Energetic, passionate, innovative. These are just a few words to describe the essence of longtime Hostos Associate Professor Gail August.

When she is not educating students in the classroom you can find her educating students in a dance studio. As a professionally trained dancer, August uses her gift of dance and creation as a strong suit in her teaching abilities.

Let’s get to know more about Associate Professor August:
 
What is you full title at Hostos?
I am an Associate Professor of Language and Cognition

How long have you been at Hostos?
I started at Hostos in the 1990s—so that means I’ve been here for over 20 years. When I started I was an adjunct. I was so inspired by the students at Hostos that I decided to go back to school, get my PhD, and to try to become a full time professor.

It took a long time, but in 2001 I had my PhD and a few years later I was made a full time professor. So I’ve been part of the faculty, as a full time person, for about 15 years.

What would you say is your driving force to be a teacher for this long?
Really, it is a lot of fun! I like teaching and sharing ideas with students. I learn from my students and I am motivated by the way they are trying to improve and change their lives. Also, as I teach, I find new topics to engage in and that energize me.

Several years ago I created a course in Bilingualism (LIN 102). It was based on one of my favorite courses in graduate school. I like it because it presents a broad view of language and encourages all students to understand and respect their own linguistic abilities. I have been working for years on this topic and am writing and developing materials to enrich this course. I hope that someday, many students in many colleges will also be able to study this discipline.

Are their any additional educational projects you are involved with?
Recently, I have been working in one of our ESL links, where my Advanced ESL course is linked with a Sociology course. As the students learn English, they also learn an important academic topic. We use the ESL class to make sure they are understanding the material. I encourage the students to use their new sociology knowledge in their ESL compositions. And as we progress, I am learning more about sociology.

One of my new teaching interests is in how global changes are affecting the use of language. I am developing a new linguistics course which focuses on the use of English and other languages in Africa and Asia. I believe that students need more information these parts of the world. In the course, I will also teach about how the global use of English has begun to affect our ideas about correct English and Standard language and how these new trends may eventually affect how we communicate with each other.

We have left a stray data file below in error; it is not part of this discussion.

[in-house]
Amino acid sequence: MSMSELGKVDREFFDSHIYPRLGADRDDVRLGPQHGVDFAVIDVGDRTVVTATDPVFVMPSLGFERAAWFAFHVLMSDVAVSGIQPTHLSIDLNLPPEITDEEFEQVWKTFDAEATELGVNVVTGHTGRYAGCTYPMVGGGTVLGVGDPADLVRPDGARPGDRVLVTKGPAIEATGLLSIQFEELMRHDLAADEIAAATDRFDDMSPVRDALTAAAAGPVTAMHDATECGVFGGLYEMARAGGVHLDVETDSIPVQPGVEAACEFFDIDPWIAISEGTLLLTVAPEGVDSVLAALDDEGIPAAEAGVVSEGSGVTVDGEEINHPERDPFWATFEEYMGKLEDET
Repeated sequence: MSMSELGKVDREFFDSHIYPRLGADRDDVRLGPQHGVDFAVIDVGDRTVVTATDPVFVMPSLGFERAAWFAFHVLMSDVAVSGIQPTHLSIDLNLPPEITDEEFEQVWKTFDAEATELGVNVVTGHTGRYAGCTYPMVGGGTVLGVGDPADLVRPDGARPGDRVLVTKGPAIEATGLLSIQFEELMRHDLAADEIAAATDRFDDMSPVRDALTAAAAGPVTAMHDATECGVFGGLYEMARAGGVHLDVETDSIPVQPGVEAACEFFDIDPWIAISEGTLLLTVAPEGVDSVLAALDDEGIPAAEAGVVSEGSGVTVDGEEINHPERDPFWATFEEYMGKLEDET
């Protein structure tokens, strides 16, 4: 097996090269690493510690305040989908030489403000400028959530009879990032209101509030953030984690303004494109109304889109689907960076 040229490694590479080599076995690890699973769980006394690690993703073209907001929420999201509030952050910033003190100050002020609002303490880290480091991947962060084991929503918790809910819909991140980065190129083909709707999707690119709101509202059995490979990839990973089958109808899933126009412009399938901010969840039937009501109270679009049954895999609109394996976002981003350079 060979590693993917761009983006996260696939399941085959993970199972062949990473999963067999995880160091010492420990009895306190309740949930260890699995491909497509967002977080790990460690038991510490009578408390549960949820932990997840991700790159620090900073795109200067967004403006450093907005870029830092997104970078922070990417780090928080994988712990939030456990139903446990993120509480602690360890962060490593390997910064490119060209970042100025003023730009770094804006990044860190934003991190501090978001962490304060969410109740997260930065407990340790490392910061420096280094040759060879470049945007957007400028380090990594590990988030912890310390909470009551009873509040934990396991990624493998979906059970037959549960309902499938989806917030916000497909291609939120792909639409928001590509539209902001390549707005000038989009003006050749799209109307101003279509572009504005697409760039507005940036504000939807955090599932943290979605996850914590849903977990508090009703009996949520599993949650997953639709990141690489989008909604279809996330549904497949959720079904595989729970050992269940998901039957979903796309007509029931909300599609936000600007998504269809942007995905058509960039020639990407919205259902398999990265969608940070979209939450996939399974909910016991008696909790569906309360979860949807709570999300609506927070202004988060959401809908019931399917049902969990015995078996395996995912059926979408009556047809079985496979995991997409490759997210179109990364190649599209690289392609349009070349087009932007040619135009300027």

Can you explain any challenges you have faced as a professor and how you have overcome them?
The biggest challenge I have had (and that we all have) is that our teaching obligations and our committee work take A LOT of time. I really do not feel that ever I have enough time to develop new materials, write up my research, and to spend time hanging out and talking to students.

I am afraid that I have not been able to overcome this challenge.

How do you parallel your teaching style to where technology is today?
I believe teachers should always be in the know on where education is headed.  I believe in using social media as an aid to my teaching style. YouTube has been (and continues to be) a wonderful tool for me to reach my students. I feel it’s important as educators to meet students where they are.

How did you come into the art of belly dancing?
For many years I worked as a modern dancer. With my dancing, I also trained in ballet and jazz. At some point I met a very inspirational teacher who was devoted to promoting the dance culture of the Middle East. Ibrahim Farrah is considered one of the prime figures in bringing the artistry, culture, and history of this dance to New York. I studied with him for many years, and as he became more famous, I was able to meet people from many parts of the world who came to New York to learn from him. I guess I would say that I know belly dancers in Japan, Hong Kong, China, Germany, Italy, Dominican Republic, Brazil, Israel, etc. etc. He also established workshops where he brought the current stars from Egypt and Lebanon to instruct us.
 
What misconceptions about the art of belly dancing do you want eradicated?
Most people know Middle Eastern dance as belly dance, but it is important to realize that belly dance is a cabaret form of the dance that evolved from many older folkloric forms. I love belly dance, the cabaret form, but have performed in several companies where we do the folkloric form—wearing a folkloric costume.

I understand that there are many misconceptions about belly dance, and in particular about its relationship to ideas about women and gender. I consider myself a feminist, and I would like to emphasize that belly dance is an artistic expression, done by both men and women.
 
What else do you want the Hostos family to know about you?
I think that as a dancer I have always been a student. Dancers train all the time, so they are always in a situation where they are learning something new. I have studied many forms of dance, and I know the experience of struggling to figure something out or learning something new. I think (or at least I hope) that this makes me a better and more compassionate teacher.

Ending quote?
“No matter where you are in life, you’re always a student.”